The potential and leverage, he explains, is demonstration to regulatory agencies, the funding community and, especially, the public: that the choice is salvation of nearly half the world’s endangered species or the continued presence of alien invasives; that we can’t have both; that if we want the former, we have to take out the latter; and that we can do that without risk to humans or native wildlife populations.

Desecheo Panorama. Photo by Heath Packard/Island Conservation
Ted Williams

Ted Williams detests baseball, but is as obsessed with fishing as was the “real” (or, as he much prefers, “late”) Ted Williams. What he finds really discouraging is when readers meet him in person and still think he’s the frozen ballplayer. The surviving Ted writes full time on fish and wildlife issues. In addition to freelancing for national publications, he serves as national chair of the Native Fish Coalition. More from Ted

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  1. Great article. If you think all lethal wildlife management should be prevented, remember that by doing nothing (or creating road blocks) you facilitate the ultimate death…..the removal of an entire species from the planet. That is on your head. Death is all around us. We raise and kill birds and mammals to feed us, we kill countless numbers of invertebrates to plant the crops that omnivores and vegans alike enjoy. The deaths of members of super abundant exotic species is sometimes essential to the restoration of species who are disappearing. To single out the removal of exotics as the issue you are passionate about is misplaced passion. Island restoration is indeed something to be passionate about. Island restoration brings back species on the brink of disappearance. Kudos to all the parties involved. Keep up the good work.

  2. Thank you for this remarkable recovery story, Mr. Williams, your lack of baseball expertise notwithstanding. May your tribe increase. Nature is wonderfully resilient when given half a chance.

  3. Good well-written story, and definitely an upper during a year when uppers are badly needed. Thank you, Ted Williams!

    The only discouraging sections were the reminders that California and Hawaii are often hotbeds of never-kill-any-invasives ecological stupidity. (In my mind, after a certain point, willful determined ignorance becomes a kind of stupidity.)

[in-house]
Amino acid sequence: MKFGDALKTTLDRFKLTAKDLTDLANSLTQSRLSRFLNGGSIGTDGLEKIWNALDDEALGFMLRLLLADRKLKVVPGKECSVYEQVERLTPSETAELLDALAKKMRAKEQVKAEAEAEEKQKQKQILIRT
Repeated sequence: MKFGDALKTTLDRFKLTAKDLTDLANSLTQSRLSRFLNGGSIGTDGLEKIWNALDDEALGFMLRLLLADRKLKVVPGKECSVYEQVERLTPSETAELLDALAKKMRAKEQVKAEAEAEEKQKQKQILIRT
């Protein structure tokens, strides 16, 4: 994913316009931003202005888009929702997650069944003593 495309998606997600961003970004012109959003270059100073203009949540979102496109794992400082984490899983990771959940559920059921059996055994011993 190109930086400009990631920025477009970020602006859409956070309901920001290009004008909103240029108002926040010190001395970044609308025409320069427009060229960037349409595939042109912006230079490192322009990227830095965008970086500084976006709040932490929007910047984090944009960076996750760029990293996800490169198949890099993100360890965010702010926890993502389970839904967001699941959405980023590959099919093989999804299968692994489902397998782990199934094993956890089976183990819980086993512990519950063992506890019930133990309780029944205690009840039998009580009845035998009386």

In the Cornbelt where I reside, ecological illiteracy is abundant , alas, but it usually takes different forms. I did once talk with a local woman who told me that she would rather see native orchids completely disappear from our state (a process which unfortunately is already underway) than ever see a single deer killed by a human.

    Fortunately, she is far outnumbered here. I can’t imagine what it would be like to have to deal with her point of view frequently.

    Thank you to all you dedicated conservationists across the country who somehow manage to retain your sanity and keep going when constantly dealing with people who believe that invasive exotics should be allowed to flourish and native species should just go extinct. Thank you for working on behalf of enlightenment and our grandchildren to help the natives.

  4. it is disheartening to keep seeing my fellow conservationists continually focusing on the trees instead of the forest. Misguidedly, they’ve objected to restoring native trout to areas infiltrated non natives, interfered with the removal on non native horses adversely affecting the habitat for native species, and now this. Because of our meddling, we have infested our country with an abundance of non native species that out compete our native flora and fauna. These invasive species wreak havoc on the ecosystem and adversely affect our native wildlife and plants that have been with us for millions of years. Like it or not, we are going to have to take extreme measures if we are going to be able to keep some semblance of our native fish and wildlife for future generations to enjoy.

  5. Great story! Too bad the bigger fight is with the chemophobes than with the rats. Nice to see that a few hardy native species hung on and can now flourish. Hope the hurricanes didn’t hurt the native animals too badly.

  6. I would like to thank all the hard working people trying to fix the problems we as humans create, the answer is not “let nature take its course ” when we are the cause of imbalance. We need to take responsibility for our mistakes and give the environment a fighting chance!

  7. What a great success story!! Now I can really see the kind of progress that make my donations worthwhile. Thank you for the update and I wish you continued successes! I love sea birds and to know that they are once again safe on this island is wonderful. Did the project take longer than 5 years? Thanks for your hard work eradicating the invasive species. Well done.
    Sincerely, Nancy Mastropaolo

  8. Ted Williams might detest baseball,however,this article was a ‘Hit out of the Park!’ nice to read how they cleared all the bases.